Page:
Nearly six years ago, the Seattle Mariners and 28 other Major League Baseball teams were unsuccessful in the lottery to compete for arguably the most enticing international free agent in baseball history.
Kirby strikes out 10 as Seattle Mariners beat Miami Marlins 9-3
Despite speculation about the two-way Japanese phenomenon Otani Shohei Coming to Seattle, he switched to the American League West rivals, signing with the Los Angeles Angels ahead of the 2018 season.
Ohtani is now in his sixth season in MLB, and the two-time All-Star and 2021 AL MVP is a pending free agent after this season, which could lead to the biggest free-agency sweepstakes in league history .
— Los Angeles Angels (@Angels) June 10, 2023
Can Daegu come to Sailor this time? Or will he at least leave the Angels, who haven’t had a winning season since Ohtani joined?
ESPN veteran MLB insider Jeff Passan told Seattle Sports’ Brock and Salk on Tuesday that he thinks Ohtani will likely stay on the West Coast.
“It’s hard to see the Angels as a better fit than the Dodgers,” Passan said. “But then again, I think Shohei Ohtani is a very loyal guy, he likes to be comfortable. Guys, whether it’s the Dodgers, Mets, Mariners, Giants, Yankees, or a handful of teams that might be in Ohtani Sweepstakes team, they all have to do a really good sales job, I think, because it’s a hard thing to get him out of that place where he’s comfortable, where they give him everything he wants .”
On Wednesday, Brock and Salk further discussed the topic of Ohtani’s imminent free agency and the Mariners’ potential to poach him from Southern Cal.
“I read the article and thought yesterday, it’s really (about) L.A. and not the Angels,” Brockward explain. “…that Los Angeles has become very comfortable. Now, it is also convenient to fly back to Japan from Seattle.”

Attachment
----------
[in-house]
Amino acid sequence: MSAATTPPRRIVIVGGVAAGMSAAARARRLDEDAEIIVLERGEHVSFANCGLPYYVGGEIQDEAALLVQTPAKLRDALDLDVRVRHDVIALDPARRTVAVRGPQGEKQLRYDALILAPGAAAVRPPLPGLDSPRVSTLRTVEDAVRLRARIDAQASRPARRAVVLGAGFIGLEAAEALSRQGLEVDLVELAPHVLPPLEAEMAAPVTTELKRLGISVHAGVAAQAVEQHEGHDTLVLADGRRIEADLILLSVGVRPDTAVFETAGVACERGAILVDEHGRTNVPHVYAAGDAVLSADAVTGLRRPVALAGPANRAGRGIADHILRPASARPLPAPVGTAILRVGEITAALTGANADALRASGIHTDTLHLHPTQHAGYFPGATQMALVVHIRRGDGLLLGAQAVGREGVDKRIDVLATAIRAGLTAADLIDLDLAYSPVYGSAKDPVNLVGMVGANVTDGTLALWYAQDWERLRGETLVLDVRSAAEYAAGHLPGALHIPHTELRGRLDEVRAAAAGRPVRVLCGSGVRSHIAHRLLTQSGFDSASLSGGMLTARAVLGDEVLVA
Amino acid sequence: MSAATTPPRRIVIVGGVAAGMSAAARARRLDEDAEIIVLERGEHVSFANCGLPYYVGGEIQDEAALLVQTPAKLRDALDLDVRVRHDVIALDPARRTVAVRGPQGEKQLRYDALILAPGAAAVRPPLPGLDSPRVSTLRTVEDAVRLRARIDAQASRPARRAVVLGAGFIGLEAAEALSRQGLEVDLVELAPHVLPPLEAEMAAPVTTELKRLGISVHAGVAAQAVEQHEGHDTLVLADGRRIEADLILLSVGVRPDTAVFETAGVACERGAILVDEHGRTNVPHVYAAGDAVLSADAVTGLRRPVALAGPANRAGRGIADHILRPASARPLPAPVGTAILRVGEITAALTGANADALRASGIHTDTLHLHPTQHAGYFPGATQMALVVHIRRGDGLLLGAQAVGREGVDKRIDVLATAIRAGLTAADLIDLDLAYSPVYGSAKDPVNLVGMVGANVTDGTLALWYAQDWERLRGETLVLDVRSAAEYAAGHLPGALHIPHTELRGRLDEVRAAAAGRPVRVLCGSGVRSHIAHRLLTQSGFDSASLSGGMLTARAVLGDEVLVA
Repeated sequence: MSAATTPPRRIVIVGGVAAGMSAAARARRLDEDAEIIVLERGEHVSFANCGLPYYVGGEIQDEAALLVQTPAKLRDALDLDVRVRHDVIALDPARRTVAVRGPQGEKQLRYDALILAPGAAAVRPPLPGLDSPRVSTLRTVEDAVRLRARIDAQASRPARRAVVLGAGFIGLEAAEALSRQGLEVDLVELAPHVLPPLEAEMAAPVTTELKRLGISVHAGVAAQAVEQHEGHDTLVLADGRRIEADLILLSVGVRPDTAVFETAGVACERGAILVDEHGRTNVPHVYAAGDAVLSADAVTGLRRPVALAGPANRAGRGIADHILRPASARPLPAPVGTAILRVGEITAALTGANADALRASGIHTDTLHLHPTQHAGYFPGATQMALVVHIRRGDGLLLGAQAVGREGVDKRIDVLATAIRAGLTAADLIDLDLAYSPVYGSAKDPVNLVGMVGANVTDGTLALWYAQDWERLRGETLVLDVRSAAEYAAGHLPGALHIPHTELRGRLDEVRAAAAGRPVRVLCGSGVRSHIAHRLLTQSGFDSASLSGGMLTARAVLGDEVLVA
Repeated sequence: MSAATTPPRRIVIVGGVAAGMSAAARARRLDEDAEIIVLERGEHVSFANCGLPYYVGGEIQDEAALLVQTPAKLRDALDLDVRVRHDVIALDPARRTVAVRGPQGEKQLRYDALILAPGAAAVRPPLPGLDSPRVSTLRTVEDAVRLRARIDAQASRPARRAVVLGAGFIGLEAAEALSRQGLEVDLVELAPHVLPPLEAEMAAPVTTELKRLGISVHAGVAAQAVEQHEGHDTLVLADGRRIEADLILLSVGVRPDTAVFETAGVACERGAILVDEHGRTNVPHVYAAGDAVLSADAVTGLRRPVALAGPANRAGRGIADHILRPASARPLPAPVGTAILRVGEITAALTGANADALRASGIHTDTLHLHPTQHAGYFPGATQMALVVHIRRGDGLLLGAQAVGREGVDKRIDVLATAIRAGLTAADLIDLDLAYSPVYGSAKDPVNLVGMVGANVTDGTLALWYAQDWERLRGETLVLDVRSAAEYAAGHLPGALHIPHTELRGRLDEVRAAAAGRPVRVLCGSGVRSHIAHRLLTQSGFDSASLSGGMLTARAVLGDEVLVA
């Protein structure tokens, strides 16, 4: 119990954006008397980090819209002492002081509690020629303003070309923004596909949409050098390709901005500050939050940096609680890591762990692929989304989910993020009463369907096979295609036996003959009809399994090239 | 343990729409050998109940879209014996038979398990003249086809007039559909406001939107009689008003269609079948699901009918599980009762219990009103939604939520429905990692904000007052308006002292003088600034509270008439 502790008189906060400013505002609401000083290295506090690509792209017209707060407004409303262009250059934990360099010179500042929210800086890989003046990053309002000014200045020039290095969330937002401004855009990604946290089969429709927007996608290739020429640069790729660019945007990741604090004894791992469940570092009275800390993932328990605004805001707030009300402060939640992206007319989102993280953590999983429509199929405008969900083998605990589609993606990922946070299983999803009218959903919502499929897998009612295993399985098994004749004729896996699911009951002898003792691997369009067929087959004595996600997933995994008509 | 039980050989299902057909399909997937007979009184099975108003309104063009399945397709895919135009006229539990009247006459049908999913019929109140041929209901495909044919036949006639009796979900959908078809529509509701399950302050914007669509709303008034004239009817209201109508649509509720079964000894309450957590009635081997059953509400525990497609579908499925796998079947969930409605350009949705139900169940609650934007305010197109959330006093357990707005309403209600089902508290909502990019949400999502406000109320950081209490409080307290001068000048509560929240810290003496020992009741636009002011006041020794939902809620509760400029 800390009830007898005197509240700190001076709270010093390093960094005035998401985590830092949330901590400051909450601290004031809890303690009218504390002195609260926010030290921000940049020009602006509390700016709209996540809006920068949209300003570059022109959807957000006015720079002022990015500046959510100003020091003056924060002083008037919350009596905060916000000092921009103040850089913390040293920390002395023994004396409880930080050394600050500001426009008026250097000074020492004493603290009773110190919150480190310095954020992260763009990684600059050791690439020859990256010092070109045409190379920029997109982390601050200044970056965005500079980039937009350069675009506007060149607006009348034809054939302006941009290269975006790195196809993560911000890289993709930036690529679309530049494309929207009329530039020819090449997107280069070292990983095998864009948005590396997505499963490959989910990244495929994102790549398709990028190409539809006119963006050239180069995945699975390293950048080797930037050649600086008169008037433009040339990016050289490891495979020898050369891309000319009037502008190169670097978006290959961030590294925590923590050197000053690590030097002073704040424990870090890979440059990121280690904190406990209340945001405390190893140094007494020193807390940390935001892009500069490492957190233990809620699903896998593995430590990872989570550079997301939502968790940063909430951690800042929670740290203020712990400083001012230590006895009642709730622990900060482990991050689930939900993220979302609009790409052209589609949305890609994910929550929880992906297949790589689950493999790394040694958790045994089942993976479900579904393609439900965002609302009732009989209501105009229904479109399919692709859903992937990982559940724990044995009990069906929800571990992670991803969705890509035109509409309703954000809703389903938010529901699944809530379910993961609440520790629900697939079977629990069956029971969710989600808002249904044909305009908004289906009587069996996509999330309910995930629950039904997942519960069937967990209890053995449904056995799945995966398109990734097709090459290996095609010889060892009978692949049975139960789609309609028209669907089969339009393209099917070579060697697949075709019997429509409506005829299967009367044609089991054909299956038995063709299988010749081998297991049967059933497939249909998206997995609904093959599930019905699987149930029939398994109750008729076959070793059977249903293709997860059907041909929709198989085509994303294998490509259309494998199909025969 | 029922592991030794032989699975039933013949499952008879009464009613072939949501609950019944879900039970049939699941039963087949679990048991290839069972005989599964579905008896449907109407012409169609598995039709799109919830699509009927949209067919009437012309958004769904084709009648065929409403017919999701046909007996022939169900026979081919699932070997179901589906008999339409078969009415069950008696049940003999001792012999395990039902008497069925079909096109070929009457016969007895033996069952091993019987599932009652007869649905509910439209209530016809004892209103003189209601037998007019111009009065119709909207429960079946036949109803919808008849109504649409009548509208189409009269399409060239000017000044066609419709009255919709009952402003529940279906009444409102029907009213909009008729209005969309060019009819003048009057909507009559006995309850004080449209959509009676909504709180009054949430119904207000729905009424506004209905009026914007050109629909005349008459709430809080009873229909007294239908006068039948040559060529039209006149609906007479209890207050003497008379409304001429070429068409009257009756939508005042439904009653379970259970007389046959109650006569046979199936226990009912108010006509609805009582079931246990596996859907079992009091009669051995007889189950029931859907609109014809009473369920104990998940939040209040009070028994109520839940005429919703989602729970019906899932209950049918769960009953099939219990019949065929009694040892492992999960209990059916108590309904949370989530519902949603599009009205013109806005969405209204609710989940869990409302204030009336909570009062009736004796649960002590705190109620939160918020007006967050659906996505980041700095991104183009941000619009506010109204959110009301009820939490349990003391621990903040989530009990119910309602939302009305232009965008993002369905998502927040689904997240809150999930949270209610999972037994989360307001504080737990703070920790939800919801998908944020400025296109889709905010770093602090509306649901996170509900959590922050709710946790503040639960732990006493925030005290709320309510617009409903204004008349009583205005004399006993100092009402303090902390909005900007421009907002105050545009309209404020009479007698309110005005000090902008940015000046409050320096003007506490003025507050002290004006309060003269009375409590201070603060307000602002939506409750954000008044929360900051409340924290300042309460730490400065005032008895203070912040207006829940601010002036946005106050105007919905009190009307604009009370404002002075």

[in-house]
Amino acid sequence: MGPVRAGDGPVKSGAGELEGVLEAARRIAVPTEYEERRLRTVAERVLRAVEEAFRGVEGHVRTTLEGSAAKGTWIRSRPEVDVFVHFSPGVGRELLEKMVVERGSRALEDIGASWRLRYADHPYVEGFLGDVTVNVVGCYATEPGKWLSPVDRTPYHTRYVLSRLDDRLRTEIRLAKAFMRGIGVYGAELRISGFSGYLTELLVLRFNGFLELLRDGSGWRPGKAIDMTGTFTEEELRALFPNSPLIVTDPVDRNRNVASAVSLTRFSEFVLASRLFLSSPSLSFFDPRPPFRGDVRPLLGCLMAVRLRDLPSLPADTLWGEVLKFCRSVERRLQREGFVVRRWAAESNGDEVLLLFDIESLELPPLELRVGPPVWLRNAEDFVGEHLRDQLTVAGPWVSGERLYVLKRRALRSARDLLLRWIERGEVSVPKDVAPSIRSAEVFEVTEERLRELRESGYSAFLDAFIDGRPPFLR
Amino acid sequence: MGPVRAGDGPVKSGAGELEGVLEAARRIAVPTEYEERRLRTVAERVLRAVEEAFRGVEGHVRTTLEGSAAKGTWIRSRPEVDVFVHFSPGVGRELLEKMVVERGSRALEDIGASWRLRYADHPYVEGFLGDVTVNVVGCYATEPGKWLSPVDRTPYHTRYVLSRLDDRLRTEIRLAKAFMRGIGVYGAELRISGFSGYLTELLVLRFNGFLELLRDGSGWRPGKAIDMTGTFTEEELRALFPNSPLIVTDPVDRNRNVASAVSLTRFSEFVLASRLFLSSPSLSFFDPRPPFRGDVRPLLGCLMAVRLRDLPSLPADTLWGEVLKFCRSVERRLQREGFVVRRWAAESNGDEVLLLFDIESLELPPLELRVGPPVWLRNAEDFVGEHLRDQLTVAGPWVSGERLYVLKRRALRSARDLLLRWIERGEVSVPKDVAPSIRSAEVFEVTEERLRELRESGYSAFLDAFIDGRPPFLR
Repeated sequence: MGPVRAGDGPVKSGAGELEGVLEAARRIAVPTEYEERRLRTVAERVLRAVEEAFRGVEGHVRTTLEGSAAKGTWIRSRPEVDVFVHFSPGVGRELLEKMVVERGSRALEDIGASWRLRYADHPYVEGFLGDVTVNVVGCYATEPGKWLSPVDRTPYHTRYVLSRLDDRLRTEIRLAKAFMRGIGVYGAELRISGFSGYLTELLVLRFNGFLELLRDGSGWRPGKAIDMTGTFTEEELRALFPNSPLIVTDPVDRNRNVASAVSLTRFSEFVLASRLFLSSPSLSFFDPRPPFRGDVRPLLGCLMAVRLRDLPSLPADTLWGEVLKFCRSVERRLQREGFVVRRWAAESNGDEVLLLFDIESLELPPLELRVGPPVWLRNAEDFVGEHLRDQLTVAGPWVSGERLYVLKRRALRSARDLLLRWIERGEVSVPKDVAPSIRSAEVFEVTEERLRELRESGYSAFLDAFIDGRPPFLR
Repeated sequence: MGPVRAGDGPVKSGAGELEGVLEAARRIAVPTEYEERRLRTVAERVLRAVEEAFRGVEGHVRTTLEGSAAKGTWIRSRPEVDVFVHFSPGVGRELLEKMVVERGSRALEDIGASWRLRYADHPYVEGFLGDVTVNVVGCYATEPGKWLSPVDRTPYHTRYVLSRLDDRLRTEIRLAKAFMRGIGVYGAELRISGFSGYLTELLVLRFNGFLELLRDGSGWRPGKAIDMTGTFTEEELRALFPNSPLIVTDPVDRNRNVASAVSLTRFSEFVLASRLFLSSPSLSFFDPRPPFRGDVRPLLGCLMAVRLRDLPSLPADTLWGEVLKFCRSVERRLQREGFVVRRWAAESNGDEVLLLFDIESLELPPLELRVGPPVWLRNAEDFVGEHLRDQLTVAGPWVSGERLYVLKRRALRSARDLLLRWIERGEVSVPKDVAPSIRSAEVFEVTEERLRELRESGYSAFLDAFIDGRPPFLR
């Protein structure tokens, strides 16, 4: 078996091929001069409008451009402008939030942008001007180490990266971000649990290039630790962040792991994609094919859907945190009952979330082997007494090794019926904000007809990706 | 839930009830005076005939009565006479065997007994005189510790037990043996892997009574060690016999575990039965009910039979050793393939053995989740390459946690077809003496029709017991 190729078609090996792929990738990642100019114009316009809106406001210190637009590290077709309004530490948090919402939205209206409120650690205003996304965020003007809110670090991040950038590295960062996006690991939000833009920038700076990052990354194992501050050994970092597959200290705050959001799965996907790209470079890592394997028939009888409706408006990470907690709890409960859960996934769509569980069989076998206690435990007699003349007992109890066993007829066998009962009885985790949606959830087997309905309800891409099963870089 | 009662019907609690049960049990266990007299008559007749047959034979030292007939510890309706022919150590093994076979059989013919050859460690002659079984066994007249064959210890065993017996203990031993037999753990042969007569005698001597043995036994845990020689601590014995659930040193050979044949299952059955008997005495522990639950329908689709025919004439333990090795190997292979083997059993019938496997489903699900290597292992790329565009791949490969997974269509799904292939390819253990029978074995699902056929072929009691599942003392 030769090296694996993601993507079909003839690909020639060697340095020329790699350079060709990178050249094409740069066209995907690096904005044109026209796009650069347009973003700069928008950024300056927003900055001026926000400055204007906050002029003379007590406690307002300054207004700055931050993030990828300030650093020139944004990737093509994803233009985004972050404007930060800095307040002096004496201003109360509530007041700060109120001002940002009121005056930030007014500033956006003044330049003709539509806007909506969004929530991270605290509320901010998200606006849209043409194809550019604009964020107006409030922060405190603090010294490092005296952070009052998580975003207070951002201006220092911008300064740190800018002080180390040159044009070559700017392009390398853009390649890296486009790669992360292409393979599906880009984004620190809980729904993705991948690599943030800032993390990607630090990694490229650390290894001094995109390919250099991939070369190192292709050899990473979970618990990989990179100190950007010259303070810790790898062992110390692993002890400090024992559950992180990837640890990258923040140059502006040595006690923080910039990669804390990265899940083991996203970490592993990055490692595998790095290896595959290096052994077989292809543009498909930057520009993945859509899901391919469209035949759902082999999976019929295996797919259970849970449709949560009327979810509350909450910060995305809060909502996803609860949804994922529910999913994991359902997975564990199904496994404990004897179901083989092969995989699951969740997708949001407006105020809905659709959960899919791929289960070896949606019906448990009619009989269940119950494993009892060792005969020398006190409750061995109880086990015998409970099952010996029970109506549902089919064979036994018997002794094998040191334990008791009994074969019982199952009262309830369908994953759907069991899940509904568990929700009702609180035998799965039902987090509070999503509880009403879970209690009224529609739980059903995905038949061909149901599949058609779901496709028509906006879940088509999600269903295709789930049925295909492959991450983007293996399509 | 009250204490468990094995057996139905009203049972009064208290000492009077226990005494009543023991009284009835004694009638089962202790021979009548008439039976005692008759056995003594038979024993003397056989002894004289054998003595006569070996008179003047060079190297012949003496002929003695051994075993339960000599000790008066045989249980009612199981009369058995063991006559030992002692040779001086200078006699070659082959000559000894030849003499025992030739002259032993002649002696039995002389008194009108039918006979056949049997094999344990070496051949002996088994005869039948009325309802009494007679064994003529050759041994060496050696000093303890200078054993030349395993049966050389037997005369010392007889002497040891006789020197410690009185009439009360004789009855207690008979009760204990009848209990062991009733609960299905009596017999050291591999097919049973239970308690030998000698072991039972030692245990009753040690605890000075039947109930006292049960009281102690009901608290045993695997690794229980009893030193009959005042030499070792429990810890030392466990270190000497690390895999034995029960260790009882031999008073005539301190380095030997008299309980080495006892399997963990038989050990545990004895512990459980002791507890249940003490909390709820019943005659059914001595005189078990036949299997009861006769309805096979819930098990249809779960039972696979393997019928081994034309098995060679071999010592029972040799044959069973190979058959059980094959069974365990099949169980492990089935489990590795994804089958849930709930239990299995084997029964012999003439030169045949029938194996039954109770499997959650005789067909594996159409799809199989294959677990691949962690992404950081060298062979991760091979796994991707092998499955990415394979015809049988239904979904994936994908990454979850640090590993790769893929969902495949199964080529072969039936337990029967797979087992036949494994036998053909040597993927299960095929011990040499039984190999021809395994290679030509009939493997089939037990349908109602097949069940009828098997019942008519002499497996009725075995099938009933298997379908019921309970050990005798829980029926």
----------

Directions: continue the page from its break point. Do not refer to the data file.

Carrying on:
Listen to the full conversation on Wednesday’s mid-section of the Brock and Salk podcast:
Mike SalkLike Passan, thinks the Dodgers are the favorites to sign Ohtani this offseason.
“I think he’s going to be a Dodger. Why don’t you (if you are) stand in his shoes?” Salk said. “You look around and say, ‘This organization is doing it perfectly, and every other organization around is trying to keep up.’ Unless he’s got a Baker Mayfield agenda, Brock, which I’ve brought up before…’I could go to Seattle, or something like that. place, win for the first time, and become the greatest hero this city has ever seen?’”
Huard noted that there is a long history between the Mariners and Japanese players. In terms of pitching, Seattle has had great seasons from closer Kazuhiro Sazaki and starter Hisashi Iwakuma. But, of course, no Japanese player has become a more Seattle star than future Hall of Fame outfielder Ichiro Suzuki.
“I remember having this conversation (during Ohtani’s free agency in 2018) the sweepstakes and the number of times we mentioned Ichiro and Ichiro (the character he played),” Huard said. “I couldn’t help but think about Ichiro’s relationship and his love for this city and this organization that I think[will play]when I see him wearing his uniform every day to spring training[of the Mariners]. But I’m making a hypothesis… I’m assuming it’s a good thing. Maybe (Otani) will never, the way some cultures work, want to play in Ichiro’s shadow or ever want to do anything to Stripped of Ichiro’s legacy and history. I mean, we just don’t know some of those things. But he does feel very comfortable in that (Los Angeles) market.”
While the idea of Ohtani anchoring the Mariners’ roster and rotation was intriguing, Brock and Salk ultimately didn’t think it was going to happen.
“When it’s all said and done, doesn’t he feel like he’s going to the Dodgers? They’ve got money, they’ve got everything,” Salk said.
“If he can’t be a Mariner, go be a Dodger and get out of the division,” Huard added.
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